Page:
Because road repair went dark and the media blitz switched to innovation parks, it was as if the roads were no longer an issue so I am glad to see this imminent problem getting some attention.  But I would like to know what the plan is for street repair.  Seems like we haven’t moved from last May.  We have 4.7 million, we need substantially more and nothing has changed.  And innovation park income is five years minimum down the road–if we wait that long to make repairs we will be in a deep pothole usually only found in northern climes In the spring.

    I believe PGE paid for the extensive work done on Olive Drive last spring and I believe the fifth street project did not come from the street repair budget but was paid for from other sources.  It would be nice to have a report on that.  Actually, it seems like an interested party could simply ask the city for information but that hasn’t worked for me yet.  Or it could be simply findable on the city web page. I believe the 8th street project going on right now is a city funded project but like most Davis citizens, it’s just a guess.

    1. Jim Frame

      I was at the city council meeting when this was discussed. I wonder when “this fall” will happen.

      The council approved the construction contract for the 2014 Crack Seal and Base Repair Project on September 16.  This project comprises about $780,000 of work (of which about $608,000 is actual construction), and is the first project in the new Pavement Management Program.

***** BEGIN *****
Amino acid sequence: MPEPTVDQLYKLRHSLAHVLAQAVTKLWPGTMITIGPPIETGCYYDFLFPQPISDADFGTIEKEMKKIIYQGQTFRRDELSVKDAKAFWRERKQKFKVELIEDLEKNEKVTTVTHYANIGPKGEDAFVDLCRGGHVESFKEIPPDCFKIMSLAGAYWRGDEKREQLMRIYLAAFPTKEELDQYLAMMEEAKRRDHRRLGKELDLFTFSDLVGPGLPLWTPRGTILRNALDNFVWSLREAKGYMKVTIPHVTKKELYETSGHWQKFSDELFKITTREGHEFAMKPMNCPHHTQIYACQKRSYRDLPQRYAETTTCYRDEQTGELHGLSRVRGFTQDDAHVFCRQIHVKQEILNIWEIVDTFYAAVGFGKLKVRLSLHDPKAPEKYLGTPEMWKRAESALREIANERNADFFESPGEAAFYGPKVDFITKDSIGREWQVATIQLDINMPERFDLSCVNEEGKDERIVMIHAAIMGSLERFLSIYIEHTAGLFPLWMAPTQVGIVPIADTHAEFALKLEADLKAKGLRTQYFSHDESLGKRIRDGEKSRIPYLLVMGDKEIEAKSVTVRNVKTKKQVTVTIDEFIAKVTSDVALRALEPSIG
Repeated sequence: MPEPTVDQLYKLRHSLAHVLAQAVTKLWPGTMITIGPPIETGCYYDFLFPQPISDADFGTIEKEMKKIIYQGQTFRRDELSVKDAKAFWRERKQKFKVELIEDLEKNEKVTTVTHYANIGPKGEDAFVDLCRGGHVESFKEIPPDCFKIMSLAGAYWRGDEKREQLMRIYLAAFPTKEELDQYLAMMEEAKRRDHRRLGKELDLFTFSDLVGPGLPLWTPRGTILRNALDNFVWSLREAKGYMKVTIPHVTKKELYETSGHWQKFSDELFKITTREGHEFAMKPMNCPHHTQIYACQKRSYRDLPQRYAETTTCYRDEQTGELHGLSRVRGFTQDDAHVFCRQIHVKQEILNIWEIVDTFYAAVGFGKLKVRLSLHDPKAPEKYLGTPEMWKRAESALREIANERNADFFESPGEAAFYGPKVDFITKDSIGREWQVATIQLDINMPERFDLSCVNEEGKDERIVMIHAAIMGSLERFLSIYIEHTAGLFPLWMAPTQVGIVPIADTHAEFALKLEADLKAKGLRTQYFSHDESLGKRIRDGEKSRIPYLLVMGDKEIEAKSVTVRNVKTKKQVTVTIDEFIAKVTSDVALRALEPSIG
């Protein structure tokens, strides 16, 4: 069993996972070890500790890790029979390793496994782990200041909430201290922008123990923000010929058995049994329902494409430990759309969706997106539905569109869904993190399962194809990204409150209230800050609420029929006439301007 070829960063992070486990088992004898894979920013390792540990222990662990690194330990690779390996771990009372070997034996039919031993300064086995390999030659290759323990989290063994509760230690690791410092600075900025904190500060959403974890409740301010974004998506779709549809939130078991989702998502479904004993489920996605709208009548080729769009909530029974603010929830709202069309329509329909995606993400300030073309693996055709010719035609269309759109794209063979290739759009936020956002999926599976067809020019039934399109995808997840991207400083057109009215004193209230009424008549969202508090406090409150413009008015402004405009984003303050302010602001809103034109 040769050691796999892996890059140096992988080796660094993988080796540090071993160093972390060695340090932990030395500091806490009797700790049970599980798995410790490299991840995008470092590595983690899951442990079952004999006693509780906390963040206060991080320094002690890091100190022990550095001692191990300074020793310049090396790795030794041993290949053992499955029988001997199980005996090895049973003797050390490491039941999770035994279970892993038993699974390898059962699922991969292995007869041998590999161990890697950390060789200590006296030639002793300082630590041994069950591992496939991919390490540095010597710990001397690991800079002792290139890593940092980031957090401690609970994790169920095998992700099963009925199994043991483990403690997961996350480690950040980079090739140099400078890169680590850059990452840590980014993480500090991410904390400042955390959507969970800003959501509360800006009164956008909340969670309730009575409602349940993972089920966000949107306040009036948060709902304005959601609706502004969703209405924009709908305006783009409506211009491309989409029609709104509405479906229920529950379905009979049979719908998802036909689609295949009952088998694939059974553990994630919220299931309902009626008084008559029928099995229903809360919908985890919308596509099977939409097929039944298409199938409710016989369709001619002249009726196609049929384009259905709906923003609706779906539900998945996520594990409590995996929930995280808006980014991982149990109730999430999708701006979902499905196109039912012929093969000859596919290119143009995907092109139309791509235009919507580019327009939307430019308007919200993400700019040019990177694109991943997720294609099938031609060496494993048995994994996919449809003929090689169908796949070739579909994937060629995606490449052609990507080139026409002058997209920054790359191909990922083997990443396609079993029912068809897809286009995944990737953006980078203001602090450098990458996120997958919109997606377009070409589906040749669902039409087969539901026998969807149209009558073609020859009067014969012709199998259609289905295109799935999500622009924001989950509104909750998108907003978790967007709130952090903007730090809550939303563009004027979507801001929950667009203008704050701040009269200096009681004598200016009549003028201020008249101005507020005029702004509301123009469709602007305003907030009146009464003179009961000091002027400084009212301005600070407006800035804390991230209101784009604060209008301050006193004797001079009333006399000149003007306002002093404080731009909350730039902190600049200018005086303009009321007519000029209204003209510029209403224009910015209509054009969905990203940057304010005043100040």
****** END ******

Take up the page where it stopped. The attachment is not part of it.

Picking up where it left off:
2. hpierce

      Part of your answer is that the two employees most familiar with the street maintenance program retired 3-4 years ago.  Other city engineering staff are familiar with the program, but due to the reduction in engineering positions (unlike planning or HR or Finance positions) the knowlegable engineering staff has been ‘spread thin’.  Only so many balls one person can juggle.  I think we need to let staff focus on the important things, and if necessary, augment staff.

    3. Anon

      “There was no enthusiasm for a $50 parcel tax for the upcoming election but I thought it made sense to do it while the need for road repair had a lot of press.  Had we seen roads being repaired and continued to publicize the problem I think a $50 tax would have had a good chance of winning.  Instead we debated pools and parks and put it off.”

      Well said!  I could not agree more!

  5. Miwok

    “City staff advises me that the slide you cite was ‘for illustrative purposes’”

    When will they manage to give any facts at these meetings? If City Staff was told to make up information for ‘illustrative” purposes, what else have they put up there?

      1. Matt Williams

        Miwok, essentially all the work is “catching up” on deferred maintenance work. If you look at page 24 of http://city-council.cityofdavis.org/Media/CityCouncil/Documents/PDF/CityCouncil/CouncilMeetings/Agendas/20131210/05-Transportation-Infrastructure-Rehabilitation-Presentations-Combined.pdf) what Staff laid out were six scenarios for dealing with the deferred streets maintenance backlog. Scenario 1 was “do nothing.” Scenarios 2 through 6 were various flavors of “do something” and front-loading a $25 million expenditure was a key feature of Scenarios 4 and 5. Only Scenario 6 resulted in a halt to the steady decline in PCI (Pavement Condition Index) that Davis has experienced over the past 10 years of deferring maintenance.

        Even Scenario 6 has a problem. It does keep the roads PCI where it is now (in the low 60’s) but the deferred maintenance backlog rises from the current $21 million by a factor of six to $132 million. There really should be a Scenario 7 where we front load an additional $25 million over and above the Scenario 6 spending in order to bring the deferred maintenance backlog down from $21 million to $0.
        .
        Streets Maintenance Scenarios